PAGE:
To Know a Place


couple walking along autumn pathHow many of us still feel the grip of place — the long span of a life traced out in the growth of trees planted by someone you knew, a family history measured in memory and change, the sudden clutch of knowing that it will end, life and memory both, that love and sorrow cannot be separated? To learn the names of trees and grasses, the times of their seeding and flowering, the glimpse they offer into the grand cycles of nature is to see your own life written there. To know the geography of a place is to know why we have always made stories in which our own human stuff is indivisible from the stones and creeks and hills and growing things.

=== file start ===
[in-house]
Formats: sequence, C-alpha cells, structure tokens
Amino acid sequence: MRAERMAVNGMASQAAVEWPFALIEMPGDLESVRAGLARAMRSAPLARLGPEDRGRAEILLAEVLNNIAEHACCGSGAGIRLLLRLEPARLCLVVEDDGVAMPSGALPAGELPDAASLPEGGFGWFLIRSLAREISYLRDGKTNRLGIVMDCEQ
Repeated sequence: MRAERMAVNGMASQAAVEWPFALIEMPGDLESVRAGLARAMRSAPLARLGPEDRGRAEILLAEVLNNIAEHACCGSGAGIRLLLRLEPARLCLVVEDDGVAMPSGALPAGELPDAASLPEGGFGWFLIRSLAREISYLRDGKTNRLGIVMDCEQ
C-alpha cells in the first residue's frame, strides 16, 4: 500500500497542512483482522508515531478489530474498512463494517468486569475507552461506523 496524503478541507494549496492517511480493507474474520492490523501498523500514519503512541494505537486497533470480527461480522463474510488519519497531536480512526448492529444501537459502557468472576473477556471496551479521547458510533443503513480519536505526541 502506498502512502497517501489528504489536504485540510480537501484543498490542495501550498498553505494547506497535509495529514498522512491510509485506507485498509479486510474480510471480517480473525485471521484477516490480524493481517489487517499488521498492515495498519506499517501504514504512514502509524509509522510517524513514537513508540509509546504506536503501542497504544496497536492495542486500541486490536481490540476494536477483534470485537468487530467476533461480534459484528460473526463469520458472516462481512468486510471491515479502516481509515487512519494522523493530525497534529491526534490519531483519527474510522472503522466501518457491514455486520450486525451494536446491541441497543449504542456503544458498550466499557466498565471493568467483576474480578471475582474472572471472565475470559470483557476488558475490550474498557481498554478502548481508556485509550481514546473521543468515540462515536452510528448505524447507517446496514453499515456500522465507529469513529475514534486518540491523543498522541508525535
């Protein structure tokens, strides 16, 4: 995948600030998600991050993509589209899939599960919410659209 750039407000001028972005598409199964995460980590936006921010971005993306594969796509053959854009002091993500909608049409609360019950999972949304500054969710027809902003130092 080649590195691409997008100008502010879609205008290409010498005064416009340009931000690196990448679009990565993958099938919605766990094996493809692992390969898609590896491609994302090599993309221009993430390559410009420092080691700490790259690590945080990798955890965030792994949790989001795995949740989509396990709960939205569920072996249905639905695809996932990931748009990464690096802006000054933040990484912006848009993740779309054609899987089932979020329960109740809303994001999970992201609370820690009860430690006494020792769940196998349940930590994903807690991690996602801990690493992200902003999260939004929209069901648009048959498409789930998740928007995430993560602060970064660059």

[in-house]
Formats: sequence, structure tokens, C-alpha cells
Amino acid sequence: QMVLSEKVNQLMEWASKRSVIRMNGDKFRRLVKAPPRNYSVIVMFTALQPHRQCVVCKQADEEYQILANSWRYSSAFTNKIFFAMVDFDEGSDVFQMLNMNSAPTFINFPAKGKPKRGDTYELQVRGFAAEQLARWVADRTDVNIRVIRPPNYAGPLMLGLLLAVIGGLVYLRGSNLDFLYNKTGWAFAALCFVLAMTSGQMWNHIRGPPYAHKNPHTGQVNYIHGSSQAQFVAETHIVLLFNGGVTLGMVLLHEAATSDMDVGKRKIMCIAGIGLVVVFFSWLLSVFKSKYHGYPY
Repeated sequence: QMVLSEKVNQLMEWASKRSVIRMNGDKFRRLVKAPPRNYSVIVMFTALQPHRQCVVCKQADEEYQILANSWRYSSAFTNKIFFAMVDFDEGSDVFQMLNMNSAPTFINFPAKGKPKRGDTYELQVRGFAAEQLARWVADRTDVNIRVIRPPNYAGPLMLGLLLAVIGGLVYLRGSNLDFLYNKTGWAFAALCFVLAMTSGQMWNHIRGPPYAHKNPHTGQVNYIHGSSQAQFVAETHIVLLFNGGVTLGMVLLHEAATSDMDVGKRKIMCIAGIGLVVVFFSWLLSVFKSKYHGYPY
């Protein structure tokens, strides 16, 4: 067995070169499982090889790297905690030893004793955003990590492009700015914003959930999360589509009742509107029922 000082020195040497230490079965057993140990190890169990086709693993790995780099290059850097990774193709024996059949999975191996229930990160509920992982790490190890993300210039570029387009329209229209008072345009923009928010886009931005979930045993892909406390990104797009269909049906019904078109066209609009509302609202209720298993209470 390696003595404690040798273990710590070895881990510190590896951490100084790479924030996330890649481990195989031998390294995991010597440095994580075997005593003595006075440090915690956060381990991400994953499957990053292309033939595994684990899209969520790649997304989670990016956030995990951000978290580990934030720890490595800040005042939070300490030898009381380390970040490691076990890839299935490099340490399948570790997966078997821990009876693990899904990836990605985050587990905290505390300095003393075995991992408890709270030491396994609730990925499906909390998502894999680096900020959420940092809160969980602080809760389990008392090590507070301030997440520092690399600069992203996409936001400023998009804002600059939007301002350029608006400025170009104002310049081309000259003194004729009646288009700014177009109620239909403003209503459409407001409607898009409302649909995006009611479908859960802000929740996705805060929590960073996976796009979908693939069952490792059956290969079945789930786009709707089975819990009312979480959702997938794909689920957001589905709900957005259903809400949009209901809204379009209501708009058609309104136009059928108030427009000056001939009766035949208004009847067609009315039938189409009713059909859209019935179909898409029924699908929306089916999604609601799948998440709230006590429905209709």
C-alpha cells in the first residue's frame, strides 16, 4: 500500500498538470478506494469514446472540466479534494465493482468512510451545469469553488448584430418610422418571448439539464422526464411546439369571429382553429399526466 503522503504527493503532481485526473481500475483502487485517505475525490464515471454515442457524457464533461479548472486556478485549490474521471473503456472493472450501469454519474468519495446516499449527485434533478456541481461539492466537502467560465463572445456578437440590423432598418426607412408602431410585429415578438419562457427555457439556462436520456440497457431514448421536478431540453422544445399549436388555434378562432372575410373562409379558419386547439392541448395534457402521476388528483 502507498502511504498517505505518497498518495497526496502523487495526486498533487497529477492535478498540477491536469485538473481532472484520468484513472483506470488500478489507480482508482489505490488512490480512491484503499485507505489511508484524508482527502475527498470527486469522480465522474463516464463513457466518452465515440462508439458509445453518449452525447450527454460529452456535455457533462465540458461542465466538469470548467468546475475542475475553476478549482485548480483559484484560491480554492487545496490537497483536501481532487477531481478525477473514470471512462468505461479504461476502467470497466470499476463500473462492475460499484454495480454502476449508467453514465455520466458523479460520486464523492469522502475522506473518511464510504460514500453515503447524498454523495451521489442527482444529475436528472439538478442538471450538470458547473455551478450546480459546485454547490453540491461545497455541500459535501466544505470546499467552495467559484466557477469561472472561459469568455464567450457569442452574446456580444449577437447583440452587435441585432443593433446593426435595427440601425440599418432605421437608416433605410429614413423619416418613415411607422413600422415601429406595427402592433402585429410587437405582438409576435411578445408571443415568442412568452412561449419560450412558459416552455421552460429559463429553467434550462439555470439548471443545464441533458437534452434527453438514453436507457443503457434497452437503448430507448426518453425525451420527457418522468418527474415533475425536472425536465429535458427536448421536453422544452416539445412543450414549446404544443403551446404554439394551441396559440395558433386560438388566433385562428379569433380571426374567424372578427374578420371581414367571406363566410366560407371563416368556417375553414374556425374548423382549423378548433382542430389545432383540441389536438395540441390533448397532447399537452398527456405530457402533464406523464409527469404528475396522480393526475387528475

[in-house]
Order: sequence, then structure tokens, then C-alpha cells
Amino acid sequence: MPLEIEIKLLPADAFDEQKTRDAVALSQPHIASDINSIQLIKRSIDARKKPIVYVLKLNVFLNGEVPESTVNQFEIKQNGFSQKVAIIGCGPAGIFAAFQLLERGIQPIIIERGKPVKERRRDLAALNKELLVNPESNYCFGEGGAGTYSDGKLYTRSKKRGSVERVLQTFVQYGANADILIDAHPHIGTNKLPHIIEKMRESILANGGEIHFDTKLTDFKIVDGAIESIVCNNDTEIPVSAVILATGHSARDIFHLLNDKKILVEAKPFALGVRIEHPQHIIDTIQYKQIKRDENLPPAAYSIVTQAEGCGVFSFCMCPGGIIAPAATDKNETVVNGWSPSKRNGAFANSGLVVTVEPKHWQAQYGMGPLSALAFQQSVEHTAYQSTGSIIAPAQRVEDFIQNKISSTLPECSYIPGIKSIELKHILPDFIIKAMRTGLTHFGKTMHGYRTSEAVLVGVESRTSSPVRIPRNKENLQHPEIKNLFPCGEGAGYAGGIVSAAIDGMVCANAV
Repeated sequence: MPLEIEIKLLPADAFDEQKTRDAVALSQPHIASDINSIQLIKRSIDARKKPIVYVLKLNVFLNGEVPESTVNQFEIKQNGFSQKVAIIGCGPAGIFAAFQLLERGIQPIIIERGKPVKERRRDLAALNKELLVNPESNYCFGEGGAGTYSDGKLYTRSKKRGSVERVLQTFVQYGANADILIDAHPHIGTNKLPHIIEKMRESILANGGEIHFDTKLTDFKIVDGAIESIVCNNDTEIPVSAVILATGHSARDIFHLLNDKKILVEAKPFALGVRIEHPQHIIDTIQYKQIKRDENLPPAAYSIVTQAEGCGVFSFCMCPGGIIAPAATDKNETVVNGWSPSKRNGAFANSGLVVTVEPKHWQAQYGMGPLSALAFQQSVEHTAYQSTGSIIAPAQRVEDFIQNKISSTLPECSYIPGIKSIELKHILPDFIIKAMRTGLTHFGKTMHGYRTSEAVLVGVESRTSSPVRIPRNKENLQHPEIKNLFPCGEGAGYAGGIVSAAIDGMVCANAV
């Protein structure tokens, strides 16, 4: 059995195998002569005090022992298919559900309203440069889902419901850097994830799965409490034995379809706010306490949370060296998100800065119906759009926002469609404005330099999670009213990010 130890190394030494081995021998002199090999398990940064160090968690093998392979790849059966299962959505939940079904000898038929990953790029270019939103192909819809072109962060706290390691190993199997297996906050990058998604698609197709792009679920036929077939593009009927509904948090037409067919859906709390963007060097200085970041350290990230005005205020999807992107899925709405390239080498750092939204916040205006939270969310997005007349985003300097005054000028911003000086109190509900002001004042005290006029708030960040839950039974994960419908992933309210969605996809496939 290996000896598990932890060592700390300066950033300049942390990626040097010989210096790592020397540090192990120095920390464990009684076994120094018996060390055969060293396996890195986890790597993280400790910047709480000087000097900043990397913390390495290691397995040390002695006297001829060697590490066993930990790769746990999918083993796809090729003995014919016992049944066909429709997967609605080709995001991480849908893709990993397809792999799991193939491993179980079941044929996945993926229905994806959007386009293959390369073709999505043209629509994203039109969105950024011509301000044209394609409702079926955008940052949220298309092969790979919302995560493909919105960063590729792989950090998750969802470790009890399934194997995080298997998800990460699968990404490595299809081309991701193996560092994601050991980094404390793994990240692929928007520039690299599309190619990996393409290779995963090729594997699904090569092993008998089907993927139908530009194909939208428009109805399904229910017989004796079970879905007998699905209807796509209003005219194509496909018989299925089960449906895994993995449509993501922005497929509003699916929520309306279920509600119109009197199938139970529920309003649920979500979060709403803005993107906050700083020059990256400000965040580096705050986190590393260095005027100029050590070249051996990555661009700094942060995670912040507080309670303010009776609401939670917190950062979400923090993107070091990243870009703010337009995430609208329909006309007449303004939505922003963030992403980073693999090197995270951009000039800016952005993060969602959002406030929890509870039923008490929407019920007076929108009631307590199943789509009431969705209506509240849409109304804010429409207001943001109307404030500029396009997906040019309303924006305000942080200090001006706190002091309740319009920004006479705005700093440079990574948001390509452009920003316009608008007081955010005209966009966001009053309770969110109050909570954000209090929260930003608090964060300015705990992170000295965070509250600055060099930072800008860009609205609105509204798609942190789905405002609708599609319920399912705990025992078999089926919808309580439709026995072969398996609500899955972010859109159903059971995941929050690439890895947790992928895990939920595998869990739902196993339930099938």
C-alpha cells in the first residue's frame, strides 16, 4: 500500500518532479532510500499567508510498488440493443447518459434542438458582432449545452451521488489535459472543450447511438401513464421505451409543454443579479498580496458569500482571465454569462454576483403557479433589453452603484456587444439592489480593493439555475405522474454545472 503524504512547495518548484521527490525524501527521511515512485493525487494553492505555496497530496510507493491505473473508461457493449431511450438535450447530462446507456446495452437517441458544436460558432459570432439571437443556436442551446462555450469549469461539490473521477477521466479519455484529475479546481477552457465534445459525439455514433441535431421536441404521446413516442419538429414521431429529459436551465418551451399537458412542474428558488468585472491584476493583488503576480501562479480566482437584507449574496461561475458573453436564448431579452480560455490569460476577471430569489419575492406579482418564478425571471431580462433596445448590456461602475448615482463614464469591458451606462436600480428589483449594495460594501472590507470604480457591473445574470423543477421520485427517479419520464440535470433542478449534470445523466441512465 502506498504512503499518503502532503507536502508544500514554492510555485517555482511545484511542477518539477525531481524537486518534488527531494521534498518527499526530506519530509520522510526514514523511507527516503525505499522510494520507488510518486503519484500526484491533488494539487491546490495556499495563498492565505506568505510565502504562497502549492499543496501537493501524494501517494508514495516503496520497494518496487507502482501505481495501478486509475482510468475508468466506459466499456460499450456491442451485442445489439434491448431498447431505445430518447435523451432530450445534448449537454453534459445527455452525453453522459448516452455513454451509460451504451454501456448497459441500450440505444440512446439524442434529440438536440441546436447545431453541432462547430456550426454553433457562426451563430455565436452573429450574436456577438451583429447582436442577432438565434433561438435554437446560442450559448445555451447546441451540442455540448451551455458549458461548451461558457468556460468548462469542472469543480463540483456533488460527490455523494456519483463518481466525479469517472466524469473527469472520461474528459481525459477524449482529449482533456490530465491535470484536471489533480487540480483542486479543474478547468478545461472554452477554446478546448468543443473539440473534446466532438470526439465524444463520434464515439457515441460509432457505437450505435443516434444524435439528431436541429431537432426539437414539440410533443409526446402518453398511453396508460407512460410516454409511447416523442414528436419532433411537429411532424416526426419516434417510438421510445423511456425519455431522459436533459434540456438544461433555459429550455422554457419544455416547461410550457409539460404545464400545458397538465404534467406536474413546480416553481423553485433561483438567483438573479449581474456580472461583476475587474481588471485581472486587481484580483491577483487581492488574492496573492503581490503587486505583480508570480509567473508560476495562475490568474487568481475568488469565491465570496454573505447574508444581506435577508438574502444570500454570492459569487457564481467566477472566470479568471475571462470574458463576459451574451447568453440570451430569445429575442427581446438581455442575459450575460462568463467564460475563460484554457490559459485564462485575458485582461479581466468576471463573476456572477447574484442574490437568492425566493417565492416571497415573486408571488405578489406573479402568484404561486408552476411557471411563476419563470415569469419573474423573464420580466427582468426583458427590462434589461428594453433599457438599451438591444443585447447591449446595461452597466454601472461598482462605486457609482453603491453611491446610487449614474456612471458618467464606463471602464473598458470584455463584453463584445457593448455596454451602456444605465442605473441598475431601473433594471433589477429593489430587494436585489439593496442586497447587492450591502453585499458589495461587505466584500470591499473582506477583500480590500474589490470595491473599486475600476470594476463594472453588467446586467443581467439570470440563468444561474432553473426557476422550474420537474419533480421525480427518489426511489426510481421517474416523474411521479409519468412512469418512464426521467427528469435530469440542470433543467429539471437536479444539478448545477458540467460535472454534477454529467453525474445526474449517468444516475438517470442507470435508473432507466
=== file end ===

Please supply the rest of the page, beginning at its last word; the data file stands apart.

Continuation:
—Kim Mahood in Position Doubtful: Mapping Landscapes and Memories, Scribe Press, 2016.
Photo by Cathy Yeulet

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